The inability of most rural places to recover from the economic downturn is fueling political and social problems around the nation.

Students experience simulated changes in water levels at the Hatfield Marine Science Center in Newport. (Photos by David Kidd)
Students experience simulated changes in water levels at the Hatfield Marine Science Center in Newport. (Photos by David Kidd)

By:  | GOVERNING

August 2016

Original source

A blower arches several stories into the sky, spraying enough wood chips to form a small mountain. It’s part of the Georgia-Pacific paper mill in the small Oregon town of Toledo, a hundred miles southwest of Portland. The plant processes wood chips and recycled materials into 2,500 tons of cardboard every day. About 400 people work there, most of them unionized, pumping $42 million annually into the local economy through wages.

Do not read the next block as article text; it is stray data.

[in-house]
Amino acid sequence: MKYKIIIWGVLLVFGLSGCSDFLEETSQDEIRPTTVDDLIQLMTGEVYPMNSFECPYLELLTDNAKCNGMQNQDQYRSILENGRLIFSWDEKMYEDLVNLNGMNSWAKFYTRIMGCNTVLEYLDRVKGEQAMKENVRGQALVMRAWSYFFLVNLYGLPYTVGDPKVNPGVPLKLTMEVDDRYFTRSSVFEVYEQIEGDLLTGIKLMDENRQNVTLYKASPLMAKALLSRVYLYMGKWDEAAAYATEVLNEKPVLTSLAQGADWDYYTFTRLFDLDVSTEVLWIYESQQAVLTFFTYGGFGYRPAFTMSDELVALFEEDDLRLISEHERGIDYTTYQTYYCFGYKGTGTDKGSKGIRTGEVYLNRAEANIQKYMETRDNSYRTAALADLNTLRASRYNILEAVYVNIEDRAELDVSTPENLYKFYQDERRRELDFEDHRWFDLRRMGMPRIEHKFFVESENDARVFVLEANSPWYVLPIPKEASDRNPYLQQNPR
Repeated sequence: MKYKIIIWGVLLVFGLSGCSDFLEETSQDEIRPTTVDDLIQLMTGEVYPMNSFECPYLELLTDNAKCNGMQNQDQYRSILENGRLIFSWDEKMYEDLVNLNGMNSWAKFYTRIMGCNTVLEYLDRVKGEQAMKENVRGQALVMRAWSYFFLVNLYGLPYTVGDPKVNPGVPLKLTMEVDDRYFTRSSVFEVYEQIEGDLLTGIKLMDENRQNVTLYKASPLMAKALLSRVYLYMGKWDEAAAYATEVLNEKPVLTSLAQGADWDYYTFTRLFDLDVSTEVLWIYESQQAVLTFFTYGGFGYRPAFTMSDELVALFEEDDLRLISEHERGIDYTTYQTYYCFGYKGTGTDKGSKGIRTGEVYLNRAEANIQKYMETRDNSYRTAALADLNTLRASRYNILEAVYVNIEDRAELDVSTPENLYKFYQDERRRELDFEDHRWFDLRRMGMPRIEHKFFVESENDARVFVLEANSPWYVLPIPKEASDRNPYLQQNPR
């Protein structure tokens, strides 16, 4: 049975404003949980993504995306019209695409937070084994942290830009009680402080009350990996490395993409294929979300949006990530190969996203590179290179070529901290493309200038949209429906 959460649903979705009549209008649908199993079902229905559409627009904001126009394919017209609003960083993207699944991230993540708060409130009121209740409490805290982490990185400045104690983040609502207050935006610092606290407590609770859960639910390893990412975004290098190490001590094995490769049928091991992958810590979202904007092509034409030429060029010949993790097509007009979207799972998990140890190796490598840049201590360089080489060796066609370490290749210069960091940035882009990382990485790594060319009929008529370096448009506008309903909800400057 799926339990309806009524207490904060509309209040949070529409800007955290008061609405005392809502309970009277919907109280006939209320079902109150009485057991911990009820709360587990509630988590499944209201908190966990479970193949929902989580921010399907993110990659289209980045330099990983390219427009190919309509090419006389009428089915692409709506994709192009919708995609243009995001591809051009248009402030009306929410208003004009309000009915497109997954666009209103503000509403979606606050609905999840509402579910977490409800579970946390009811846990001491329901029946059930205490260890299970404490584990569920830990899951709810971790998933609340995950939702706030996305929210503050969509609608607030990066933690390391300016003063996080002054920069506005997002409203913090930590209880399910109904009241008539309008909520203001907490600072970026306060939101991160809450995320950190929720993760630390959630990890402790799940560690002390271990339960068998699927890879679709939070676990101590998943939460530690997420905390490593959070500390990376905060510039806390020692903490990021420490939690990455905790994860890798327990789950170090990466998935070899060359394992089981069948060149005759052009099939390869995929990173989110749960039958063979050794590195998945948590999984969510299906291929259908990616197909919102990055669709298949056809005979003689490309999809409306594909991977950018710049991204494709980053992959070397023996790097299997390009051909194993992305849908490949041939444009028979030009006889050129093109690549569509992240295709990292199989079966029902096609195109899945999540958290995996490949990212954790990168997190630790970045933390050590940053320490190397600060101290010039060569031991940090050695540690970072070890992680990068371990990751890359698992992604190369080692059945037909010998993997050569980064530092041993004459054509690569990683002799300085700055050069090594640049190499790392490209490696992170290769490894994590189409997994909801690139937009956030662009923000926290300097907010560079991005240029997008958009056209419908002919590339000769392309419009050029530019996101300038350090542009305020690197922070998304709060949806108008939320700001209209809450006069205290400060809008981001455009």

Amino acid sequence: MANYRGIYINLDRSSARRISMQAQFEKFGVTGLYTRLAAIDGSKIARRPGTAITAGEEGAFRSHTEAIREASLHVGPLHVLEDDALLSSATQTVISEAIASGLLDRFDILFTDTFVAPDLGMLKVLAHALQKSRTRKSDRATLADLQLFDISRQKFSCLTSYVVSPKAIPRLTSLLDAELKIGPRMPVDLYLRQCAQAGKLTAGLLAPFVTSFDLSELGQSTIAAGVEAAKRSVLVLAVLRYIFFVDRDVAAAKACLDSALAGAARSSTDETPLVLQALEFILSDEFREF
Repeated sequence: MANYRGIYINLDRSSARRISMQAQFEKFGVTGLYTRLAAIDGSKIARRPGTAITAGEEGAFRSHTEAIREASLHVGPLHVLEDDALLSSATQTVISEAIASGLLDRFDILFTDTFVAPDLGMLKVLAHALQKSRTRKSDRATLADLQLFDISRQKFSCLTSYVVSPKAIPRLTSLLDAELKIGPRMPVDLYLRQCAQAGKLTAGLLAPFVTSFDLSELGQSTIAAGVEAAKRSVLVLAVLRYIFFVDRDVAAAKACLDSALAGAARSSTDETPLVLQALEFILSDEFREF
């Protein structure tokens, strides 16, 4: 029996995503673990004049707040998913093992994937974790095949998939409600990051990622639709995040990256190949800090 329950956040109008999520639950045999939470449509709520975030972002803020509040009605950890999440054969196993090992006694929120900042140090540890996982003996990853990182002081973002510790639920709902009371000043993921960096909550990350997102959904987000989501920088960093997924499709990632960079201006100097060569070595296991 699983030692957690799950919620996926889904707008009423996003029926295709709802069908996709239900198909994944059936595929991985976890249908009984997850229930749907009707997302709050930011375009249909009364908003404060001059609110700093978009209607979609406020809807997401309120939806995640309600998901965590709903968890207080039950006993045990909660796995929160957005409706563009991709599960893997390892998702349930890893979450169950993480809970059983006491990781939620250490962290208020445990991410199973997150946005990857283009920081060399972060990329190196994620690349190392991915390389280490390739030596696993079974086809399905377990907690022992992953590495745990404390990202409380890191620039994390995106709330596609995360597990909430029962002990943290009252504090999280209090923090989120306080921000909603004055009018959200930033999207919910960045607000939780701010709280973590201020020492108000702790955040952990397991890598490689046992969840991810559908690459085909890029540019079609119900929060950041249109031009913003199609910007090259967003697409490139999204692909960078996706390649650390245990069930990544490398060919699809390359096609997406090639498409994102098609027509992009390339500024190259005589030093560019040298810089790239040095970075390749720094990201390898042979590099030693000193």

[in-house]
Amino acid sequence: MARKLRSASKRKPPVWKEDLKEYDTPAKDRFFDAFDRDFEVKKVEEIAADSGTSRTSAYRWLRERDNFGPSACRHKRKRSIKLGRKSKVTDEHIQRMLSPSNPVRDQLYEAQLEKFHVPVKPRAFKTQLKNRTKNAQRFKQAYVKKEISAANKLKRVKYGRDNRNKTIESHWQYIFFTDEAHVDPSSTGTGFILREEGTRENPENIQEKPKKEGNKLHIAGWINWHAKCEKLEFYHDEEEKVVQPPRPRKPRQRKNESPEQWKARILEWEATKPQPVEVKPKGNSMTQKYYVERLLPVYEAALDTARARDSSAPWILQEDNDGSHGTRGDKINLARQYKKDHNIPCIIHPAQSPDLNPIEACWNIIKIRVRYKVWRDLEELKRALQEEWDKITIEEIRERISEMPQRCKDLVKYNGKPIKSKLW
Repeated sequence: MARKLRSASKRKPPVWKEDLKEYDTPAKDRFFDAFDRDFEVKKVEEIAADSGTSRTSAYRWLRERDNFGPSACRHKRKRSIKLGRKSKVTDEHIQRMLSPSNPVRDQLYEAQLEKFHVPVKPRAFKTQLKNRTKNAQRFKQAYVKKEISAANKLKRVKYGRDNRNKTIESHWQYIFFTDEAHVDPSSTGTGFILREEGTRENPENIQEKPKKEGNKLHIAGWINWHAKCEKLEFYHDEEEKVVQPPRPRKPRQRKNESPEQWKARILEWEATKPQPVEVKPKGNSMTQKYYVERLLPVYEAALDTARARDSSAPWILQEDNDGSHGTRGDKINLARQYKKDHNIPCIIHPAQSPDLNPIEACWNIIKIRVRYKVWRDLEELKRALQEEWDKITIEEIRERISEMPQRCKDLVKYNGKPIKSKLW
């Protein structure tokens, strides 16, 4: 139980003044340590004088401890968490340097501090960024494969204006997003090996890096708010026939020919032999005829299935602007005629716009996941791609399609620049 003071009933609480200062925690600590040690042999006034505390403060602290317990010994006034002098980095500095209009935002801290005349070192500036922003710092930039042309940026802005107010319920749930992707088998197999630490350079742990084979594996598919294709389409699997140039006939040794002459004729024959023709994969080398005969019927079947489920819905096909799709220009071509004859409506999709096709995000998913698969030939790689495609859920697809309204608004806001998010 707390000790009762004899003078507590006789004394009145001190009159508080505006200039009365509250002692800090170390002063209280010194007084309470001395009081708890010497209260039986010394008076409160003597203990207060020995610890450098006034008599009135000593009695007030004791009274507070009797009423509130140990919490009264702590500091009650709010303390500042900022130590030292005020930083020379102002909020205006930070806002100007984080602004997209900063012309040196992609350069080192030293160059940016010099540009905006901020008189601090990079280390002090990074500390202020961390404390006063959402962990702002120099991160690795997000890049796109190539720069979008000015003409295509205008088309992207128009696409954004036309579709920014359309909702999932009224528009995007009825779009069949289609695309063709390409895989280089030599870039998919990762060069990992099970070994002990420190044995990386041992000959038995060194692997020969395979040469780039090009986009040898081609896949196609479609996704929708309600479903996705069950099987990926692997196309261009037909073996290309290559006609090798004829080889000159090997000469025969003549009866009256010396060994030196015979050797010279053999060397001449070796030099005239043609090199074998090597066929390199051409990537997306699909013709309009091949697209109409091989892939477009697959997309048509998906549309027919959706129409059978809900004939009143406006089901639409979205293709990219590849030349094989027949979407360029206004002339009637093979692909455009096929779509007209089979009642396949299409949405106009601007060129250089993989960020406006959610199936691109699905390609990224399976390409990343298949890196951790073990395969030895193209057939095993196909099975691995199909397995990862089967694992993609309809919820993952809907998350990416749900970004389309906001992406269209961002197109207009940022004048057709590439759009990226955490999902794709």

The only thing unusual about the mill is that it exists at all. It’s the last paper mill on the Oregon coast, a vestige of a timber industry that was a dominant force in the state just a couple of decades ago. Earlier this year, a paper mill was closed for good in Newberg, which is not far outside of Portland. About 200 workers were eligible for retraining under a federal program that helps people whose jobs were lost due to foreign competition (although the decline in Oregon’s timber industry has as much to do with federal land management policies as overseas competition).

Some residents have grown cynical about efforts to retrofit workers to fit the shifting economy. “The big joke along the coast used to be that the loggers ran